Tuesday, January 27, 2004

Lonie and the Bear

Since I quote Terry a lot, and Terry's always talking about his great-grandma, I want to make sure anyone who just stumbled into this conversation knows about whom we speak. My grandmother and Lonie were best friends all of their lives. They were also cousins. Lonie married my grandmother's brother, Buster (he's the one standing behind the right shoulder of my grandmother, who is seated in front of her three brothers). Buster's real name is Rufus Edward and my grandmother's was Minnie. Their father was Amos Owen Ashworth, son of Thompson Lorraine. Thompson Lorraine was married to Sarah Perkins, who is from a different family of Perkins than Josh, if I remember correctly. Their mother, Mary Heard Simmons, was the daughter of Melissa Drake, whose mother was an Ashworth (Polly Ashworth, James, Jr.'s daughter) and whose father was John Drake, Jr. The Drakes were the first Mulatto family of our group to arrive in Louisiana and Texas.

But I digress. I knew Terry's great-grandmother as Aunt Loan. My grandmother always called her "Loan, my sister." I guess that about says it all. Blessed be both their memories.

Well, Aunt Loan was a real card. She had the most delightful way of speaking. Very slowly and very deliberately. "Well" became about three syllables as "We way uhl". She also had a slight vibratto to her voice. I loved taking my grandmother to visit with Lonie for a few days at a time.

This is a true story as recounted to me by my grandmother, Minnie Ashworth Droddy, "Mama." I was home from college, sitting in the kitchen with Mama, having a cup of Seaport coffee, dark roast. "How's Aunt Loan? I ask. "She's fine," Mama tells me, "but did you know she saw a bear?" It seems she was sittin' in the rocker on her porch, mama says, when she noticed a big ol' black dog across the road, and her thinking it might be one of her grandson's deer dogs, she heads across the road to collar it and put it in a pen. "Well, Minnie," she says, "I got right up on that ol' dog and it suddenly reared up on its hind legs and turned into a ba-a-a-ar," in that amazing voice of hers. Mama said Lonie didn't remember how she got back to her rocking chair on the porch, but that she did it in a hurry. Terry says he's not sure what the greater miracle was, that dog turning into a bear or Loan getting back across that road to the safety of her porch, covering about 30 to 40 yards in about 4 steps.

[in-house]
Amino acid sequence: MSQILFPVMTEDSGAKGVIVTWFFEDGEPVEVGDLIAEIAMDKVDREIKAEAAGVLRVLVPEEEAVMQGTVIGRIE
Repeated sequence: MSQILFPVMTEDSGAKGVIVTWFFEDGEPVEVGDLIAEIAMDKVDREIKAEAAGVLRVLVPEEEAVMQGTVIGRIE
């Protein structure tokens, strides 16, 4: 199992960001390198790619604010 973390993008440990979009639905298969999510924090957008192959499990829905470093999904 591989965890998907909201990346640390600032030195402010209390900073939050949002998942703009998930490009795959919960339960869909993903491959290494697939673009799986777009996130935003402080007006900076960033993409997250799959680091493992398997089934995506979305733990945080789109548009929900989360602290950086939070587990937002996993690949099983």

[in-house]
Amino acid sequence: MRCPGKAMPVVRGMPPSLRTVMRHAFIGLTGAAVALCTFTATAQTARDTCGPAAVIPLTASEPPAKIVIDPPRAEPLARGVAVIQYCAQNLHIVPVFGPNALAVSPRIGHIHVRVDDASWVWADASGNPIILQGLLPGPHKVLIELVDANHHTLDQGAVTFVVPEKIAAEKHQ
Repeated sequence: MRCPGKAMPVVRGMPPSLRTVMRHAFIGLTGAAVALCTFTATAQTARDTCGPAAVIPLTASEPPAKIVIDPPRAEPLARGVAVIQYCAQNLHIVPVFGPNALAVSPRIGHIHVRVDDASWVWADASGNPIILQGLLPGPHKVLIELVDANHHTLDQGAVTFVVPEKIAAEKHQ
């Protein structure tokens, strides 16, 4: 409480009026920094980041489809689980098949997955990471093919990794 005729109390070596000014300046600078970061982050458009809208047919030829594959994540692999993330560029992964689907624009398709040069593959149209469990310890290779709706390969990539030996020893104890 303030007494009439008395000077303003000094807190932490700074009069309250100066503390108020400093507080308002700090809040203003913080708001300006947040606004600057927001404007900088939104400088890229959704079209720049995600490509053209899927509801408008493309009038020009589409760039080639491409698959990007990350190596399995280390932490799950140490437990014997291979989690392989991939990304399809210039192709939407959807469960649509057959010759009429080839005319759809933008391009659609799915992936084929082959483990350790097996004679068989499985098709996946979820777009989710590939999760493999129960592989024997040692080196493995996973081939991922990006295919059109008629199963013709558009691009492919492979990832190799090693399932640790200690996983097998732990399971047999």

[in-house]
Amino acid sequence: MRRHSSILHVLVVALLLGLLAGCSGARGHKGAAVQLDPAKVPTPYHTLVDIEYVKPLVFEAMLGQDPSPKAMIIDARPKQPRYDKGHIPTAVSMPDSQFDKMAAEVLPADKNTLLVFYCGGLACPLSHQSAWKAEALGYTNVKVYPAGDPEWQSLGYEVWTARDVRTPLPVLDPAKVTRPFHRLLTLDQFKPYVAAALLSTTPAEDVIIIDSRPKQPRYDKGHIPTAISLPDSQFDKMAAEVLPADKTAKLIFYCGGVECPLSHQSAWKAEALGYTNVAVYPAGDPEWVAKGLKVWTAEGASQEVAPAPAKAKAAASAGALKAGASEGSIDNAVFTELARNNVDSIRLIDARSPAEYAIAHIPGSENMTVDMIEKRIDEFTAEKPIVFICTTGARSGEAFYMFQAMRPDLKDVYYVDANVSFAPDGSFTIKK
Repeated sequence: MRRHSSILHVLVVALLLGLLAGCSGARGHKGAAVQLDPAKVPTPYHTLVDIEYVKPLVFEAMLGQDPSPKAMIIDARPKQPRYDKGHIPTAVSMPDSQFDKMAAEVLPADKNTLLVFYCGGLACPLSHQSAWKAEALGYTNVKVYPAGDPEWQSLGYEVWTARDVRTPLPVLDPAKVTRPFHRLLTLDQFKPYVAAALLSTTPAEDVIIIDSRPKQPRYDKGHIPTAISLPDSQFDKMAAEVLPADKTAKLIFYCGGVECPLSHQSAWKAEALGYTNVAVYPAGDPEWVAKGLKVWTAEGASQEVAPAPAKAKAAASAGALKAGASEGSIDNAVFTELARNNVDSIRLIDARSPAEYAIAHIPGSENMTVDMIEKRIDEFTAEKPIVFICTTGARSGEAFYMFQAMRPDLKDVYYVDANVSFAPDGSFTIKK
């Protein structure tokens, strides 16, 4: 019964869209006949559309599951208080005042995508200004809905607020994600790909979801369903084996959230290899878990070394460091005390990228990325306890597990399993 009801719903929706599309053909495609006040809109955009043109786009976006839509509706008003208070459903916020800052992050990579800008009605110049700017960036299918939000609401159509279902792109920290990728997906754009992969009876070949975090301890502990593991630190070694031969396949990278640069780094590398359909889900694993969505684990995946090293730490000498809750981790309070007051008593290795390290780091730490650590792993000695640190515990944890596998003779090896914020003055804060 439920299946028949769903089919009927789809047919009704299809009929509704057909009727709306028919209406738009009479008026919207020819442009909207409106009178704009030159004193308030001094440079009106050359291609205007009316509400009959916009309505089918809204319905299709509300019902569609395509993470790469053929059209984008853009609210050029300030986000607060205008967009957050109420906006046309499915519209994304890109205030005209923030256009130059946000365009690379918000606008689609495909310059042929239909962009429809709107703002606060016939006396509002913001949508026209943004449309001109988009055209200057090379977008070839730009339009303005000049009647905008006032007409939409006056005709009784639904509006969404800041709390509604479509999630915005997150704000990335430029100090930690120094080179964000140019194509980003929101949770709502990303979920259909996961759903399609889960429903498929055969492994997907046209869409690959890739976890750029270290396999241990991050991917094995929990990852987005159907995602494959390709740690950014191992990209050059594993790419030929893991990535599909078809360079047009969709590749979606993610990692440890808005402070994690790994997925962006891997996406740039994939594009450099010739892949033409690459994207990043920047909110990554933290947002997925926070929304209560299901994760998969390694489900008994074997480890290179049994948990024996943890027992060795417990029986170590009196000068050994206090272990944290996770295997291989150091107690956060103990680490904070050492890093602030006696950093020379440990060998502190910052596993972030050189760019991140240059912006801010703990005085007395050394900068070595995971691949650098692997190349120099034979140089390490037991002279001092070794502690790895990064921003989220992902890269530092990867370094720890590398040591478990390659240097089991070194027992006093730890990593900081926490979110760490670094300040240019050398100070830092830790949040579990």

And that's a true story.

A Letter from Bearhead on the Origin of Names

Terry writes:

Your letter brings a couple of more short stories to mind. Whenever my birthday would come around my Great-grandmother and my Grandmother would give me a yearling. By the time I was 10, I already had about 10 head of cattle. My brand was this: RTJ, The R and J were turned backward and placed against the T. And oh my Lord yes. Every person had their "mark". If you owned any cattle or hogs, the first thing you did that was to mark their ear.

As far as the name "Bearhead," my Great-Grandmother told me that at one time there were a lot of bears around. I also read a story somewhere that there was a man who love to pull pranks on people. He knew one man that was scared to death of bears. He also knew this man had to cross BearHead creek at a certain place. Where this man crossed the creek he had to climb up a bank. Well the man pulling the prank had killed a bear, so he took the head and placed it on a stick and stuck it in the ground at the top of the bank the man had to climb. The story went on to say when the man topped the bank he was face to face with the bear head. It scared the crap out of him. And it has been called BearHead ever since.